Date-Filled Semolina Cookies
Date-Filled Semolina Cookies. Matt Taylor-Gross

These crunchy fried sweets, made with a buttery semolina dough surrounding a sweet date-and-orange filling, stand up to soaking in a fragrant honey syrup, which adds moisture and lightens the dense pastry. One of DANIEL pastry chef Ghaya Oliveira’s favorite childhood memories is seeing towering pyramids of the pastries stacked in the display windows of pastry shops in Tunis.

Featured in: 5 North African Desserts to Make for the Holidays

Date-Filled Semolina Cookies (Makroud) Date-Filled Semolina Cookies (Makroud)
These crunchy fried sweets stand up to soaking in a fragrant honey syrup, adding moisture and lightening the dense pastry
Yield: makes 2 dozen
Time: 2 hours, 30 minutes


  • 34 tsp. kosher salt
  • 18 tsp. saffron threads, crushed
  • 2 14 cups vegetable oil
  • 4 tbsp. unsalted butter, melted
  • 2 12 cups (14 1/2 oz.) fine semolina
  • 34 cup (5 1/4 oz.) sugar
  • 12 cup honey
  • 14 cup fresh lemon juice
  • 2 tbsp. orange blossom water, preferably Carlo
  • 4 oz. pitted dates, preferably deglet noor
  • 2 tbsp. olive oil
  • 14 tsp. ground cinnamon
  • 18 tsp. ground cloves
  • 18 tsp. ground black pepper
  • Finely grated zest of 1/2 orange
  • 3 tbsp. toasted sesame seeds


  1. Make the dough: In a large bowl, combine 14 teaspoon salt with the saffron and 12 cup warm tap water and let stand for 5 minutes to allow the saffron to steep. Add 14 cup vegetable oil and the butter and stir in the semolina until a smooth dough forms. Knead the dough briefly in the bowl, divide in half, wrap each half in plastic wrap, and let rest at room temperature for 1 hour.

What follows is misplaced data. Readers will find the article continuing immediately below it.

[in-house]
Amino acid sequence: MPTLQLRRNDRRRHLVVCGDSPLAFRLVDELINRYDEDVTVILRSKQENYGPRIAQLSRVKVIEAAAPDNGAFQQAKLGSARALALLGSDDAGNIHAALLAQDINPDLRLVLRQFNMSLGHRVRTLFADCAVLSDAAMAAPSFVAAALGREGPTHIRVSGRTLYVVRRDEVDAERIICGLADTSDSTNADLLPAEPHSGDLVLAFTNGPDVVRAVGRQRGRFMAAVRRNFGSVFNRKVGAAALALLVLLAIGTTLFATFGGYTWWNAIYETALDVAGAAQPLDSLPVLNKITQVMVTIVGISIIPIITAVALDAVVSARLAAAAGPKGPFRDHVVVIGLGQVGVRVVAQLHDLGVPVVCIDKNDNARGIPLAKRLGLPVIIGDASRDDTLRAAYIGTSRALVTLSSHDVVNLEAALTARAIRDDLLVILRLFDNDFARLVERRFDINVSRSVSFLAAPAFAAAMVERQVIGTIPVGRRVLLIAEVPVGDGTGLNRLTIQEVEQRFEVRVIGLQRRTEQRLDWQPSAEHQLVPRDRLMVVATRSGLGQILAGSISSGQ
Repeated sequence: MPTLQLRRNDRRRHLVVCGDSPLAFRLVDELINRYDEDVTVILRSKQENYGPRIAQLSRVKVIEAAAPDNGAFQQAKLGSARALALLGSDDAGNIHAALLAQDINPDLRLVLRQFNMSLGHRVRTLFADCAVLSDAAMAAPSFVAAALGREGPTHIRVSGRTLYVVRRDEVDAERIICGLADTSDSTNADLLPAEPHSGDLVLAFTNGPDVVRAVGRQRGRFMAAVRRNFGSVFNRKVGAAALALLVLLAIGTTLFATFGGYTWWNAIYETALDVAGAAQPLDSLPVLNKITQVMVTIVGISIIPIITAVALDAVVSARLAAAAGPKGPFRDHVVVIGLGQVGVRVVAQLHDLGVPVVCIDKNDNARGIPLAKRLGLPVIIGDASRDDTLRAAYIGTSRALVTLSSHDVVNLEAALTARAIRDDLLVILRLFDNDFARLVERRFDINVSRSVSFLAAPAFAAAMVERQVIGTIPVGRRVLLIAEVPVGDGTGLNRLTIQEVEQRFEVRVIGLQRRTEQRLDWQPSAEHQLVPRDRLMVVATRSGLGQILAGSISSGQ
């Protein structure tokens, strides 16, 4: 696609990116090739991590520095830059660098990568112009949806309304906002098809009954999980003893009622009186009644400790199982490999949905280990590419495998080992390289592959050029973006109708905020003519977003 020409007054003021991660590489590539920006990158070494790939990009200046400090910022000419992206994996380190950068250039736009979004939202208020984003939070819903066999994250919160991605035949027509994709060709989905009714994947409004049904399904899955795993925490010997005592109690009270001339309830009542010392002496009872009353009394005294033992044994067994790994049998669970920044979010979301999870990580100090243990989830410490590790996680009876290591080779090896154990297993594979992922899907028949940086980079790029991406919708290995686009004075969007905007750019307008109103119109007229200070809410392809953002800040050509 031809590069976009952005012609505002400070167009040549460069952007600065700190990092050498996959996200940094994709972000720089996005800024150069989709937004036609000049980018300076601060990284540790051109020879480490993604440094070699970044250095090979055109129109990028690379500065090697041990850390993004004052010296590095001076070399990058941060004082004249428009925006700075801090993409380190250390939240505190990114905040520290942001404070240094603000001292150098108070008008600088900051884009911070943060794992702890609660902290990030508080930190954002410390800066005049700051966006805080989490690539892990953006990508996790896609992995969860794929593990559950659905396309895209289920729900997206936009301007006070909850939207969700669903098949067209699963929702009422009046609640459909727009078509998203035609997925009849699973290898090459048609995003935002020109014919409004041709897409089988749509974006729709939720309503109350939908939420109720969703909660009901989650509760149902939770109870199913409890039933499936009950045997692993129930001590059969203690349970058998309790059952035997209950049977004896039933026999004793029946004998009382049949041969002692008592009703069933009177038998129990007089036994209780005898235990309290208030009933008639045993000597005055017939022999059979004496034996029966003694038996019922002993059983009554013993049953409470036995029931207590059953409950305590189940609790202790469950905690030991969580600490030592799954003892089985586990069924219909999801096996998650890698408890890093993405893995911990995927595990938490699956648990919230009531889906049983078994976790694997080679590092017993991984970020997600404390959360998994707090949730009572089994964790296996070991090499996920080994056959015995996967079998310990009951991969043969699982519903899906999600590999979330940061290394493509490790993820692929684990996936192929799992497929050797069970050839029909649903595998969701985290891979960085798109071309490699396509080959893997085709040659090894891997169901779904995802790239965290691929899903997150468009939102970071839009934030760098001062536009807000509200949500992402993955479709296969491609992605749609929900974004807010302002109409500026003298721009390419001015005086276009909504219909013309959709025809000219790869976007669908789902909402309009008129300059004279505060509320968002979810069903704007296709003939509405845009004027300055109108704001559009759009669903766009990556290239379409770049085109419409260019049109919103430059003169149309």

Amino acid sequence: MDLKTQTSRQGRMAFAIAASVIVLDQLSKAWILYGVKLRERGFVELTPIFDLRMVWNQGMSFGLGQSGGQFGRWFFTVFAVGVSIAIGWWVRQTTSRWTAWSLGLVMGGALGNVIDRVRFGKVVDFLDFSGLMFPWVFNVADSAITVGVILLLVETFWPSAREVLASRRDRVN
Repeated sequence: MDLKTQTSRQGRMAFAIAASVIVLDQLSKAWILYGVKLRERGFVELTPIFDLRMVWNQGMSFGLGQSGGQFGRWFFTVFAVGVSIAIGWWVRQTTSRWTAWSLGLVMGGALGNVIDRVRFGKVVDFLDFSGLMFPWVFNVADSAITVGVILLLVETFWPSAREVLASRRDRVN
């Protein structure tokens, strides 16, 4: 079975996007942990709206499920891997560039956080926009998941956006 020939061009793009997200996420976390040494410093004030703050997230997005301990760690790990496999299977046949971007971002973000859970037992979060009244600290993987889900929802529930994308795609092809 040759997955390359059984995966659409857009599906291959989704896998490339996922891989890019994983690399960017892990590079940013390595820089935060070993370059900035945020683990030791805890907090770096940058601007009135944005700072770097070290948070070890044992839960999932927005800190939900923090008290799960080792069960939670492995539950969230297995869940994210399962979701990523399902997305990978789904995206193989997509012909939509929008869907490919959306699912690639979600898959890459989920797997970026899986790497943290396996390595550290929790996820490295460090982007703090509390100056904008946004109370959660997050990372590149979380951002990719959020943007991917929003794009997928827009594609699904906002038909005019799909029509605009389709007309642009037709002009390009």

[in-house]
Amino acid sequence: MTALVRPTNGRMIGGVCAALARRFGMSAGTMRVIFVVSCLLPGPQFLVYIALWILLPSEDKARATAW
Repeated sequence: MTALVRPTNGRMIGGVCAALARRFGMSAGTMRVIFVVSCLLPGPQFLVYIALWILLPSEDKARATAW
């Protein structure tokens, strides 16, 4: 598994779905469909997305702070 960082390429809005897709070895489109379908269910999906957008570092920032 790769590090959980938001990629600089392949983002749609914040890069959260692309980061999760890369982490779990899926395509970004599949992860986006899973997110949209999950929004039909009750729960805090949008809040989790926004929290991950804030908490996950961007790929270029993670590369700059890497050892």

2. Make the honey syrup: In a small saucepan, combine the sugar with the honey, lemon juice, orange blossom water, 14 teaspoon salt, and 1 cup water and bring to a boil. Reduce the heat to medium-low and cook until slightly reduced, about 20 minutes. Remove the syrup from the heat, pour into a large bowl, and let cool completely.
  3. Make the filling: In a small food processor, combine the remaining 14 teaspoon salt with the dates, olive oil, cinnamon, cloves, pepper, orange zest, and 2 tablespoons water and purée. Divide the filling in half and scrape each half into separate zip-top plastic bags.
  4. On a clean work surface, unwrap 1 piece of dough and roll into an even 12-inch rope. Using your thumb, press along the top of the rope to flatten the middle, creating a moat of dough with high sides. Snip the corner of 1 of the plastic bags and pipe the filling into the middle of the moat. Using your fingers, bring the sides of the dough up and over, pinching to enclose the filling. Roll the rope back and forth and elongate into an 18-inch rope. Flatten the rope slightly until 34 inch thick and, using a paring knife, trim the ends and cut on a diagonal at every inch so you have twelve 1-inch-wide diamonds measuring 3 inches lengthwise. Transfer the diamonds to a parchment paper—lined baking sheet and repeat with the remaining dough and filling.
  5. In a 12-inch skillet, heat the remaining 2 cups vegetable oil over medium-high until an instant-read thermometer reads 350°. Working in 4 batches, add the diamonds to the oil and fry, flipping once, until golden brown, about 4 minutes. Using a slotted spoon, lift the diamonds from the oil and submerge in the honey syrup for 10 seconds. Lift the diamonds from the syrup, transfer to a rack set over a baking sheet, and sprinkle with sesame seeds. Transfer the pastries to a large serving platter and pour any remaining syrup around the pastries on the platter. Store any remaining pastries in an airtight container, covered in the remaining honey syrup, at room temperature for up to 2 days.